October 29 2012 09:41AM
The continuing CBA negotiations have seen the NHL cancel X number of games and even threaten the Winter Classic and All-Star games. The looming threat of a cancelled season has also been implied .
The players, for their part, have been equally willing to let paycheques go by, losing money while holding to their negotiating stance, willing partners, it would seem, in this game of chicken.
Each side has a list of what they consider their pressure points and those of their opponent. While we wait and watch for movement, it would seem that those pressure points are beginning to pass us by. Neither side wants to flinch or show to their opponent much opposition to the present course of action.
In public there is a great deal of consternation and hand-wringing that, but for the obstinance of their counterparts, they would gladly put this all behind them and get back to the game we all love so dearly.
One thing is being communicated to the public, while another is being communicated to the other side in the negotiations. Of course, it would be business suicide for either one to admit a kind of sad fatalism during talks, but the juxtaposition is sometimes comical.
It would appear, then, that the NHL and NHLPA have gotten themselves into a kind of potlatch.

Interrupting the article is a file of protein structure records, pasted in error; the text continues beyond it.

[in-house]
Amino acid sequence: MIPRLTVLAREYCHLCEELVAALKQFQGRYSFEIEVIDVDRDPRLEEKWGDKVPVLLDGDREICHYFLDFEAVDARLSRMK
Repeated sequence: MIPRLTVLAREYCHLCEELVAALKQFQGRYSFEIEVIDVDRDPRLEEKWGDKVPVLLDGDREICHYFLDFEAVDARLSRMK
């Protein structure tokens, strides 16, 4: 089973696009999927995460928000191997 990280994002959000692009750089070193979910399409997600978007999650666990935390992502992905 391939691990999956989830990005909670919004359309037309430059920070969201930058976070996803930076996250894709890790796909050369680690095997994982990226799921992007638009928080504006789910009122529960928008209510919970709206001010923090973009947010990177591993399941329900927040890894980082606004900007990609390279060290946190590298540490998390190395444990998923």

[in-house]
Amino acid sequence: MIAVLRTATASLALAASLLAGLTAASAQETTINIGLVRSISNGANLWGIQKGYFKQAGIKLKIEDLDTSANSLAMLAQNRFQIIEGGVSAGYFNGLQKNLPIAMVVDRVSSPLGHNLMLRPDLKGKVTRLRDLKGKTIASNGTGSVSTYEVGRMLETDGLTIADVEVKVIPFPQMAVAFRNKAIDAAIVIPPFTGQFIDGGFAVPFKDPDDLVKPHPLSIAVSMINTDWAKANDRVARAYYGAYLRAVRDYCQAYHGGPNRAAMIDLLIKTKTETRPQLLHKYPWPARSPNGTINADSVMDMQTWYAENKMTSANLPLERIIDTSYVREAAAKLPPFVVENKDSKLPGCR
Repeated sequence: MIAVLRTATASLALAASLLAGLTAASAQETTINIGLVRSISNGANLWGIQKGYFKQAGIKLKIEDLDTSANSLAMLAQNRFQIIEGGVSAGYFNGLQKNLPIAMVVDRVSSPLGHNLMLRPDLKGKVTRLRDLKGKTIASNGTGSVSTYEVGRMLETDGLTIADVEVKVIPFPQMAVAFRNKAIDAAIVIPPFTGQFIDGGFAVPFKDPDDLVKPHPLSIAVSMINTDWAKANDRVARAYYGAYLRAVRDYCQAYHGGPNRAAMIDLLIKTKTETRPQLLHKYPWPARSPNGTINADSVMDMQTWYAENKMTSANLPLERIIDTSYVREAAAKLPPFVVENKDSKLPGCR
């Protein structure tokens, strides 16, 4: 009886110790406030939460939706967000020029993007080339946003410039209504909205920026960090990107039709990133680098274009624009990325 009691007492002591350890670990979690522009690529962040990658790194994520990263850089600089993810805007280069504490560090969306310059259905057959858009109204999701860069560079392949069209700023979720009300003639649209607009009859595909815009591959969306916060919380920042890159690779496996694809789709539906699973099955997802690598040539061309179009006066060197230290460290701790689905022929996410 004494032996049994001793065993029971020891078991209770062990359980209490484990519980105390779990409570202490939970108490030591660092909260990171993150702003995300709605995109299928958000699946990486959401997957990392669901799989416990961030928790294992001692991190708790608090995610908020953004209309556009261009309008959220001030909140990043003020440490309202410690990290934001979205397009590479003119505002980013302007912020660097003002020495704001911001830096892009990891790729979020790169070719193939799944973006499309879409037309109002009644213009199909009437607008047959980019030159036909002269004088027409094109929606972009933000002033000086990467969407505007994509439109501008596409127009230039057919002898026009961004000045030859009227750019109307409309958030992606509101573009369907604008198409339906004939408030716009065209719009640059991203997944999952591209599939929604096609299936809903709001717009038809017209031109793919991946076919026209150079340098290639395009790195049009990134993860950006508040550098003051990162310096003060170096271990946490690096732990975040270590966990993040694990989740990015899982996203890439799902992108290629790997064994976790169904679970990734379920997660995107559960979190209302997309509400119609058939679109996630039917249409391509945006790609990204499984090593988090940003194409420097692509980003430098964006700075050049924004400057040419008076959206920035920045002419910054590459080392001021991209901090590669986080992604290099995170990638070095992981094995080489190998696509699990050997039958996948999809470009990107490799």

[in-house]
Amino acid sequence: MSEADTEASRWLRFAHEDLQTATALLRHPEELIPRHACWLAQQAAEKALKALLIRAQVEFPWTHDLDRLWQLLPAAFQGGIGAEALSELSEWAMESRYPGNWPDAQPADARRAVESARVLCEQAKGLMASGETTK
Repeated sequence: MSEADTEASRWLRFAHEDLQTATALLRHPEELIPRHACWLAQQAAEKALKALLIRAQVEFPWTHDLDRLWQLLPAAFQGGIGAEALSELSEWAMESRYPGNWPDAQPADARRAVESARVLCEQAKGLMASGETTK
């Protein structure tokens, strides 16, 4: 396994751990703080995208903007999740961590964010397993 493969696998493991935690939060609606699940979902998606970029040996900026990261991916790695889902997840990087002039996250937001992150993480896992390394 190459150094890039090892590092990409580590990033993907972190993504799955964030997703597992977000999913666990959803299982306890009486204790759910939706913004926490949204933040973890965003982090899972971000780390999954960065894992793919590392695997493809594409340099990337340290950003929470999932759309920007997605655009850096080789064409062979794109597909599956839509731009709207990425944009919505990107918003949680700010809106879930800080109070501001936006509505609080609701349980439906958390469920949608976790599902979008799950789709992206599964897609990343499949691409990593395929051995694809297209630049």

A potlatch is a gift-giving festival of sorts amongst the Pacific Northwest Native tribes of North America, the Haida, Coast Salish, Tlingit, Tsimshian and others in that region. While for many the tradition involves those that have hosting a great festival for the redistribution of wealth to those that do not, in some tribes this festival evolved into a kind of ritualized sacrifice. The more powerful families or kinship groups, as well as those who sought to attain power, would use the potlatch as a display, wherein they would willingly sacrifice their asset wealth to illustrate their deep pockets and convictions. At times, the potlatch served the group in the same way that conspicuous consumption does today, to demonstrate wealth, or the appearance of wealth and status, by virtue of, at times, ruinous expense.
The NHL has a list, I believe, of their “pressure points” that they are willing to sacrifice in order to prove their point and win these negotiations according to their definition of success. These points are or have been:
The NHLPA, due to its very nature, obviously does not have the same number of ptions for self-sacrifice as the league and owners. However, they do have pressure points that the League is hoping to hit. They could best be summed up as:
Looking over these lists of “weak points” in the two opponents, one thing becomes tragically clear. There is no sacrifice listed that does not harm the fan and, by extension, the sport.
There is an African saying that I think applies to this situation: when two elephants fight it is the grass that suffers.